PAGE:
Korea in Trafalgar: Dano Festival

June 15, 2008 at 7:01 pm | Posted in General, London, Out and About, Tourism, Travel, UK | 1 Comment
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On the 8th June Trafalgar Square featured stalls and cultural displays as part of the Korean Summer Festival – Dano. Apparently, to quote the pamphlet they were handing out “In Korea, people celebrate Dano when Yang energy is thought to be at its highest.” Unfortunately I seem to have misplaced my camera so there’ll be no photos of the event.

The festival ran for about 5 hours with various cultural and music events on the main stage. Around the edge of the lower forecourt were food stalls (including from far afield Surrey), fan making (traditional festival activity) and tourism information.

In all honesty, the main reason I wanted to come was for the food. In the end there weren’t that many stalls – maybe half a dozen – all with very similar menus. I opted for simple Yakitori (meat skewers) to start and Tim went for chicken and rice. Mine was £3 for 3 and his was £6. As mine had been sitting out it was rather tepid and only average quality. I don’t know about the quality of Tim’s meal but it looked like a large enough portion and for six pounds it ought to be. Given that lacklustre start I didn’t go back for another dish.

Instead we settled down on the steps to watch Noridan. A group of male and female drummers who all looked upbeat throughout a physically intense performance. The act consisted of a bicycle like contraption fitted out with percussion and drums for the artists to pound away at. Occasionally they would break away from the main machine and pick up personal drums to beat on. Fun and energetic.

After Noridan we opted to leave and say goodbye to the Korean Festival. All in all there wasn’t much to do but it was a good diversion before heading further into the city. I imagine this is simply indicative of the population of Koreans in the city or that the weather was particularly good so people were off to the parks and beaches (oh fine pubs) instead.

If the festival is back next year I would only encourage you to go if you have something else to do in the area.

Westminster Abbey

June 15, 2008 at 6:24 pm | Posted in General, London, Tourism, Travel, UK | Leave a comment
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Iconic, ancient and a tad morbid are just some of the interpretations of Westminster Abbey. While the building doesn’t resonate with the same instant recognition as St Paul’s or the Palace of Westminster (Big Ben), it nonetheless features heavily in British cultural and political life. Religious and spiritual events have been occurring at the site of the Abbey even before Christianity took hold. Religious buildings have come and gone and the current church began construction in the 13th century. Although it has been the home of coronations since 1066 and seventeen monarchs are buried there.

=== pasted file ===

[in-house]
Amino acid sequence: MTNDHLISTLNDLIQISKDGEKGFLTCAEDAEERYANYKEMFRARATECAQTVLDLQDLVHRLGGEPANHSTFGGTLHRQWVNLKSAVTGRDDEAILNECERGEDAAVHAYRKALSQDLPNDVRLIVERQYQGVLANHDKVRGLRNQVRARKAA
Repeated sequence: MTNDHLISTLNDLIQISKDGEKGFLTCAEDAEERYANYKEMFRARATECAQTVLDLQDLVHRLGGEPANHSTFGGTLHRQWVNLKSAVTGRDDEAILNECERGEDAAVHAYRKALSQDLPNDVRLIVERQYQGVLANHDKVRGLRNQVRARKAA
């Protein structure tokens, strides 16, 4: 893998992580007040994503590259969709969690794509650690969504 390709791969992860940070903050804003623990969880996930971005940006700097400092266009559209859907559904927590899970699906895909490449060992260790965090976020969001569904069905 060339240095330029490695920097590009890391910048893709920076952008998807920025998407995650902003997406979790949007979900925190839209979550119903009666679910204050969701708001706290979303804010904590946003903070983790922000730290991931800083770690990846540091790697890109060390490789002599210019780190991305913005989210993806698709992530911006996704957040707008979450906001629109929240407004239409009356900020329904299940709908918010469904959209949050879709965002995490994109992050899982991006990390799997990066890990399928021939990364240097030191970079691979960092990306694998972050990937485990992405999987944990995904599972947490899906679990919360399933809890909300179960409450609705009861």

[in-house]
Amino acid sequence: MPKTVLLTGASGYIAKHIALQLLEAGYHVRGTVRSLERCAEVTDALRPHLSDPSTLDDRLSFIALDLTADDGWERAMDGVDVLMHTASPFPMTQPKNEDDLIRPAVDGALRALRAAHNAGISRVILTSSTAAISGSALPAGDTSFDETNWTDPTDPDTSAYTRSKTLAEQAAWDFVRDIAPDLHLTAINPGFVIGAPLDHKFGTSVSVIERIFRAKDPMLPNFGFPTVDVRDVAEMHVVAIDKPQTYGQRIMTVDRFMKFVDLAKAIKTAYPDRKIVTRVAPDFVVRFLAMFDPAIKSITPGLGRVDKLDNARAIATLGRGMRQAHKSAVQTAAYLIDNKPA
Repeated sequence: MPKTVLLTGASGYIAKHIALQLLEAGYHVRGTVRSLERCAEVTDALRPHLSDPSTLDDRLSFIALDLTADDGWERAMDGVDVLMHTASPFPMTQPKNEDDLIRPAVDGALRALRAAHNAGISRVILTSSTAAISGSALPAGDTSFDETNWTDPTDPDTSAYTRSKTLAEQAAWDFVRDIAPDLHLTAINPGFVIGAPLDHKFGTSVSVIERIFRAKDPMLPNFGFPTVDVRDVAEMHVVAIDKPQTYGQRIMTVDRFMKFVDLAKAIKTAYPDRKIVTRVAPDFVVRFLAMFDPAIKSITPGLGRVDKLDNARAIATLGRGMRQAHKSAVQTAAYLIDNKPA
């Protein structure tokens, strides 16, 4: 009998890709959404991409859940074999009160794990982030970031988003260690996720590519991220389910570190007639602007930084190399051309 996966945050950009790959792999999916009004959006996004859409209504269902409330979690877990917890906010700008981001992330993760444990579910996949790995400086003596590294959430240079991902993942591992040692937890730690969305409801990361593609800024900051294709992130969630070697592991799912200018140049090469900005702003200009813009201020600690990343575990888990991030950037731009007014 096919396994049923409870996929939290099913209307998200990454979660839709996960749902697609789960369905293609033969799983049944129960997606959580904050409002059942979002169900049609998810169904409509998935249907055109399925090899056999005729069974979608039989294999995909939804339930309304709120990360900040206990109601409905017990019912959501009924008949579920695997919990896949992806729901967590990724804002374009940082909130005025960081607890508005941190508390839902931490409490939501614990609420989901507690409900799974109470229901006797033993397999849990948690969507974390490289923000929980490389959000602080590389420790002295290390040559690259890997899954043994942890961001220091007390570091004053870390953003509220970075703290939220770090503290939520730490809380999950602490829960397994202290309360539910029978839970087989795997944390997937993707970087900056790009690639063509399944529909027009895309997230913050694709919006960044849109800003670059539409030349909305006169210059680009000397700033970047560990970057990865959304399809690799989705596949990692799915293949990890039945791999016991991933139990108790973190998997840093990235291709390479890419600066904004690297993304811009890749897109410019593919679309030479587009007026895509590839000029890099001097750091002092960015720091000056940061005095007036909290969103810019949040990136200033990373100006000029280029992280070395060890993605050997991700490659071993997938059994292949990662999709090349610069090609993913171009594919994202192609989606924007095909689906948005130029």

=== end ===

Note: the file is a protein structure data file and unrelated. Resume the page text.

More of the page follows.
Westminster Abbey (18) Westminster Abbey (10)

One of the features of the royal coronation is the coronation throne which has seen monarchs come and go since the 1300s. For me it’s this sense of continuity that gives the Abbey it’s strength and gravitas more so than its vaulted ceilings and stone work. That a chair and a building have borne witness to so much in English history impresses me and upon me. Despite upheaval they have remained.

In the same manner the multitude of memorials and busts to notable persons (poets, scholars, philanthropists and politicians) all highlight the changing nature of British society. Even when there is upheaval there can still be development of culture and a snap shot, however brief, is captured in these stone monuments.

At least this is what I took away from my visit. On the other hand you might be more interested in the tomb of Queen Elizabeth I and her sister Mary (amongst others), the ornate stonework or the religious events that take place throughout the year.

Westminster Abbey (17) Westminster Abbey (12)

You can take your own initiative and look around and read information displays but that content is limited and a more advisable option would be to take an audio guide or if one is available a tour with one of the Abbey’s Vergers. The latter two options will be cost more (about £5 or £6), which is on top of the £12 adult entry fee. I used the audio tour and was able to go at my pace while learning about the Abbey. Presumably the Verger tour will be a bit more regimented – though more interactive!

The Abbey is a worthwhile experience and it took just over an hour and a half (the audio tour is 90mins). For the history and culture buff the Abbey should go on your list but if you only have a limited stay in London I would opt for St Paul’s. While the Abbey is older and features more heavily in British life, St Paul’s has many similar cultural monuments and has views over the city. With the latter clinching the deal.

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